Douglass wrote, ‘I assert most unhesitatingly, that the religion of the south is a mere covering for the most horrid crimes,—a justifier of the most appalling barbarity,—a sanctifier of the most hateful frauds,—and a dark shelter under, which the darkest, foulest, grossest, and most infernal deeds of slaveholders find the strongest protection. Were I to be again reduced to the chains of slavery, next to that enslavement, I should regard being the slave of a religious master the greatest calamity that could befall me. For of all slaveholders with whom I have ever met, religious slaveholders are the worst. I have ever found them the meanest and basest, the most cruel and cowardly, of all others.
‘A merciless, religious wretch’
It was my unhappy lot not only to belong to a religious slaveholder, but to live in a community of such religionists. Very near Mr. Freeland lived the Rev. Daniel Weeden, and in the same neighborhood lived the Rev. Rigby Hopkins. These were members and ministers in the Reformed Methodist Church. Mr. Weeden owned, among others, a woman slave, whose name I have forgotten. This woman’s back, for weeks, was kept literally raw, made so by the lash of this merciless, religious wretch…
Whipping in advance of deserving it…
Mr. Hopkins was even worse than Mr. Weeden. …The peculiar feature of his government was that of whipping slaves in advance of deserving it. … His plan was to whip for the smallest offences, to prevent the commission of large ones. Mr. Hopkins could always find some excuse for whipping a slave…. A mere look, word, or motion,—a mistake, accident, or want of power,—are all matters for which a slave may be whipped at any time. Does a slave look dissatisfied? It is said, he has the devil in him, and it must be whipped out. Does he speak loudly when spoken to by his master? Then he is getting high-minded, and should be taken down a button-hole lower. Does he forget to pull off his hat at the approach of a white person? Then he is wanting in reverence, and should be whipped for it. Does he ever venture to vindicate his conduct, when censured for it? Then he is guilty of impudence,—one of the greatest crimes of which a slave can be guilty. Does he ever venture to suggest a different mode of doing things from that pointed out by his master? He is indeed presumptuous, and getting above himself; and nothing less than a flogging will do for him. Does he, while ploughing, break a plough,—or, while hoeing, break a hoe? It is owing to his carelessness, and for it a slave must always be whipped. Mr. Hopkins could always find something of this sort to justify the use of the lash, and he seldom failed to embrace such opportunities. … And yet there was not a man any where round, who made higher professions of religion, or was more active in revivals,—more attentive to the class, love-feast, prayer and preaching meetings, or more devotional in his family,—that prayed earlier, later, louder, and longer,—than this same reverend slave-driver, Rigby Hopkins.’ [i]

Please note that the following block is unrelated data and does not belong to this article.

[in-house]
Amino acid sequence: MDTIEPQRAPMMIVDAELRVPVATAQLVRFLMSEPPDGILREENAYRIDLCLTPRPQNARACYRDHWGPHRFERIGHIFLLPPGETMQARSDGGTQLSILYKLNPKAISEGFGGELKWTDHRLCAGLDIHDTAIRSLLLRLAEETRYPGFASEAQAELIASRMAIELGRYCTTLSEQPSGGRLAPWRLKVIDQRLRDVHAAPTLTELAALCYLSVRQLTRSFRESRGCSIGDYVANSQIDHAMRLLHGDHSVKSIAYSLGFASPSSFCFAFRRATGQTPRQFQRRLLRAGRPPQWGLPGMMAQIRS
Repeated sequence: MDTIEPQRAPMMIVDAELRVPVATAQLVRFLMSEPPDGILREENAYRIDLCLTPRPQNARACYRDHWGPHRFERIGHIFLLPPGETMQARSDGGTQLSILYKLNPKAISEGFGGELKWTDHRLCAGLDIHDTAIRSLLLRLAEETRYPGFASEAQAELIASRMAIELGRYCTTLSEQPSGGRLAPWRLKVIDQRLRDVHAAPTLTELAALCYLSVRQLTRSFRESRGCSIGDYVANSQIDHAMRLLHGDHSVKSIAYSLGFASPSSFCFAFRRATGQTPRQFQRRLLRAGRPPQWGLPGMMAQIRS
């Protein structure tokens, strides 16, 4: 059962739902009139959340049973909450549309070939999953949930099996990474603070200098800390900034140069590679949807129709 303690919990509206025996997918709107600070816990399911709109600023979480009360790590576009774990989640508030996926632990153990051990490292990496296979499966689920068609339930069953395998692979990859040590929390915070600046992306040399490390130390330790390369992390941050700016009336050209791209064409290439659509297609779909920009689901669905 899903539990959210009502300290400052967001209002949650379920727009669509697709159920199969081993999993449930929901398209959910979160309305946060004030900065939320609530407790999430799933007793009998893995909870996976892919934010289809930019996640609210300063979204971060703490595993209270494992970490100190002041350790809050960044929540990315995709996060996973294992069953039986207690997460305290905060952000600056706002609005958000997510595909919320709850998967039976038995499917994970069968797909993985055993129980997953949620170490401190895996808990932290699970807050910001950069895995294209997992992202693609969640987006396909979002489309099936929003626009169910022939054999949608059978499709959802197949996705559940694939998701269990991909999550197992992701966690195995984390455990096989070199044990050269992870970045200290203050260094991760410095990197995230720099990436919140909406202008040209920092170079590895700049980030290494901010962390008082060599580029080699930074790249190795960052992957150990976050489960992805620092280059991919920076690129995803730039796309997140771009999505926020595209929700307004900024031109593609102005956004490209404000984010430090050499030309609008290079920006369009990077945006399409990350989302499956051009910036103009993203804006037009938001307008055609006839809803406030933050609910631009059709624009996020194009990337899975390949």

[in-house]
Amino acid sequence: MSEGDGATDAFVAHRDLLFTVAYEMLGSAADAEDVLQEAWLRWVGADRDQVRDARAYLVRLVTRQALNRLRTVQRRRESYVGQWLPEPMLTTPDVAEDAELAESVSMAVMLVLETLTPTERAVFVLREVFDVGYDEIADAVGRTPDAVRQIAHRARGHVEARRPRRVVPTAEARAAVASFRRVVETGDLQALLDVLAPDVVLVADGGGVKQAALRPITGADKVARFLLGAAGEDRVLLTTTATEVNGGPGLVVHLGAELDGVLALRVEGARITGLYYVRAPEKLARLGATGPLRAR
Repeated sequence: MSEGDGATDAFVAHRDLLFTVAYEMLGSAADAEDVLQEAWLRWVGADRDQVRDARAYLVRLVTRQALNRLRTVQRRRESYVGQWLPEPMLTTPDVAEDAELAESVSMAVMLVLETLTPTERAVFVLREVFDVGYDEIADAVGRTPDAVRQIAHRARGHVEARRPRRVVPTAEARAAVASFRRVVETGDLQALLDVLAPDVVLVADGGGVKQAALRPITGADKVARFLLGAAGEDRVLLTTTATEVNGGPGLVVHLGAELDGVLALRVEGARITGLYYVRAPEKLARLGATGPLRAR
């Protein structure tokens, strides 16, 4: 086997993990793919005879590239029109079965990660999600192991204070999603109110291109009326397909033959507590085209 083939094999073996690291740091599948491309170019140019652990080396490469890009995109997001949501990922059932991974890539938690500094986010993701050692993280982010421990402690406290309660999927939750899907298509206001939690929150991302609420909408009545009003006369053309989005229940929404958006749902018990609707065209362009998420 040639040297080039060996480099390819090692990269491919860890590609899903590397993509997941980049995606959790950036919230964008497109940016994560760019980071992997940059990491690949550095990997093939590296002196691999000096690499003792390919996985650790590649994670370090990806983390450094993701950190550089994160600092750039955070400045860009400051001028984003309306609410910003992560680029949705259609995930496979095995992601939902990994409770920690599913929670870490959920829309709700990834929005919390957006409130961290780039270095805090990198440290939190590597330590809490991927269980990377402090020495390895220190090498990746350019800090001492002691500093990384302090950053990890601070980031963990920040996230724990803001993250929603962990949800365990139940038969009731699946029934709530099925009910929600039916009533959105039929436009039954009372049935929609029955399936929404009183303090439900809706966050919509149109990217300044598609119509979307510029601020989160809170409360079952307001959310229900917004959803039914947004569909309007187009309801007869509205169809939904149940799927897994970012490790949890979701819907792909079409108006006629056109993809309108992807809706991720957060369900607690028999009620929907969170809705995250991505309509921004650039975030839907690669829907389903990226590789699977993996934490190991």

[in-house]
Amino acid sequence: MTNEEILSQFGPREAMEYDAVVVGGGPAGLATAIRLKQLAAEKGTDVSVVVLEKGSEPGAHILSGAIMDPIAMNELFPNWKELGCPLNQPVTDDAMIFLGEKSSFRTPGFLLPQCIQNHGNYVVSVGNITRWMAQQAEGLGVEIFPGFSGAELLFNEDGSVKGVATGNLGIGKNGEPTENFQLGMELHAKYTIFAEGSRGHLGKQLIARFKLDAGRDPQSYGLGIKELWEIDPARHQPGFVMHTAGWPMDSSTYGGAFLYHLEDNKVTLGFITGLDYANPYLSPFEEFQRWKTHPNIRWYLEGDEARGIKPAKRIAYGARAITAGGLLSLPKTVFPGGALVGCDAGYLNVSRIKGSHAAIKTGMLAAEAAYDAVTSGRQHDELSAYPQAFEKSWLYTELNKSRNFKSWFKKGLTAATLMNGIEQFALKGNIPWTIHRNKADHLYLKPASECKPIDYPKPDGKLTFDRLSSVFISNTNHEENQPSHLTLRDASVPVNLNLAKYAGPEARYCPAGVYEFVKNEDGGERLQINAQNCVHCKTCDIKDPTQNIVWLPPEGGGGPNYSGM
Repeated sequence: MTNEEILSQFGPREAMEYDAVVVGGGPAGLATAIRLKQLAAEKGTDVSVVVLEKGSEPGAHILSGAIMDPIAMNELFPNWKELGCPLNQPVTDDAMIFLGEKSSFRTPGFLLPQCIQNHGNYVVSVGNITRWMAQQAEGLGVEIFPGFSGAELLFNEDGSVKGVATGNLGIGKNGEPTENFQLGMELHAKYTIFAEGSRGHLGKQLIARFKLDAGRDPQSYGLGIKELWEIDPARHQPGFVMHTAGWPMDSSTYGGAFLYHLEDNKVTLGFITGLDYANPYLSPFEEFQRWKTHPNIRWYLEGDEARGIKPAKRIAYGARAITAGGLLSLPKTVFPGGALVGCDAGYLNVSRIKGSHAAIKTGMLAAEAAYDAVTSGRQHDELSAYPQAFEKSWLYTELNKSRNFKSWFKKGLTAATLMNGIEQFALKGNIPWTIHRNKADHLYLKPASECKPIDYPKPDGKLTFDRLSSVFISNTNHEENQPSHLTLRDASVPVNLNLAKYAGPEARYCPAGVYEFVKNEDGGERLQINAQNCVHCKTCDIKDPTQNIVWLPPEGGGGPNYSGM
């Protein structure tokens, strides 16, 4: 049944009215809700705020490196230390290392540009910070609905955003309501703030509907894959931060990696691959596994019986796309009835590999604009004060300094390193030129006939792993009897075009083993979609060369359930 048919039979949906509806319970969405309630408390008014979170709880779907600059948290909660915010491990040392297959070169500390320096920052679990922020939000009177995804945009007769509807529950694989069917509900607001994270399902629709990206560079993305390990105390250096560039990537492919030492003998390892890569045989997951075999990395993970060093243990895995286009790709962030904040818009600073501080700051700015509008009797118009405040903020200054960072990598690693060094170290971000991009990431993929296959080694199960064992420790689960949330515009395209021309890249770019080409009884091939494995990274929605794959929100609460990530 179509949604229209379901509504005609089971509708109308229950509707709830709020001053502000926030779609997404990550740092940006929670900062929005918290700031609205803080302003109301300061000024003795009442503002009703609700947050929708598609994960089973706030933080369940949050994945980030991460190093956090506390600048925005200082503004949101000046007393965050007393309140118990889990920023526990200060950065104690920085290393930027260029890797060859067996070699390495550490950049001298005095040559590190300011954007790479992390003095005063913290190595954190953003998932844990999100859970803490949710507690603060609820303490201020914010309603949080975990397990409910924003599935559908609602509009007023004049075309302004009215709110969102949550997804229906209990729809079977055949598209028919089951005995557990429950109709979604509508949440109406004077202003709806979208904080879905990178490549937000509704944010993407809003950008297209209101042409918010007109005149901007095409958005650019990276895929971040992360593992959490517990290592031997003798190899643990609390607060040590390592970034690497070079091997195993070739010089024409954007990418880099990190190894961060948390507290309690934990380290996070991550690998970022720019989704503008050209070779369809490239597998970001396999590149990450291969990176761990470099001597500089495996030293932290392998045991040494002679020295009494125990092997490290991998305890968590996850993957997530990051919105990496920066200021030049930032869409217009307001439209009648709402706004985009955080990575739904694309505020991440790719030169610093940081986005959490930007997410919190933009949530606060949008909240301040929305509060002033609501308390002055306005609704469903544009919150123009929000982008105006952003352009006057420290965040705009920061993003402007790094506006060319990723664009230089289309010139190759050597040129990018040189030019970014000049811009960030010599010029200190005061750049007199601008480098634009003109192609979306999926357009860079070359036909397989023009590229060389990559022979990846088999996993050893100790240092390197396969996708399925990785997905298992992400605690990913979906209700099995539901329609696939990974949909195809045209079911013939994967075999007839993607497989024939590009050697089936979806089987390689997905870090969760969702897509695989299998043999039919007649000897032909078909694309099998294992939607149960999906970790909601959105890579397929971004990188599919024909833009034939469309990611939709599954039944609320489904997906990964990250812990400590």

‘Examine my heart, Lord’
And so my brother, my sister, my fellow white believer: what are we to make of such things? Is there any aspect of your own life where you allow for racial discrimination, or where you resist the reforming power of the gospel to affect any prejudice against people of colour? Have you identified that resistance as suspicious? Have you probed its reasons, and are you deliberately challenging your own assumptions? The story of Frederick Douglass presents both challenge and hope. More next time…
I’ll be honest with you. I don’t usually like this kind of book. Everything within me recoils at ‘The 12 Indistinguishable Keys to Success’, ‘The 32 Incomprehensible Laws of Leadership’, or ‘The 7 Insufferable Characteristics of a Winner’.
But we have a free library at Jubilee where people drop a book and take a book and I check the shelves once a week to make sure no Watchtower publication sneaks in unnoticed. And my son-in-law, a mild-mannered, gifted administrator, gave me a few books for the library including this one. Easy to read, with short chapters largely dealing with the character of a leader, I thought I would read it before adding it to the collection.
And now I’m recommending it! It has some features which could put you off. So better to consider those up front. This is a ‘90s book written for the US market. So it is very ‘American’ in that kind of celebratory way that can grate on some readers. This comes through primarily in the illustrations of against-all-the-odds achievers in sport, business, war, although there are non-US characters in there too. But is there really anything wrong with Maxwell drawing primarily from his own context? A second drawback for some Pastors might be that Maxwell doesn’t open a passage of Scripture and expound it (we might be grateful for that), nor does it include many specific church-related illustrations. But, seriously, we read lots of those books. You may already be a good preacher, or counsellor; this book is to help you become a better leader.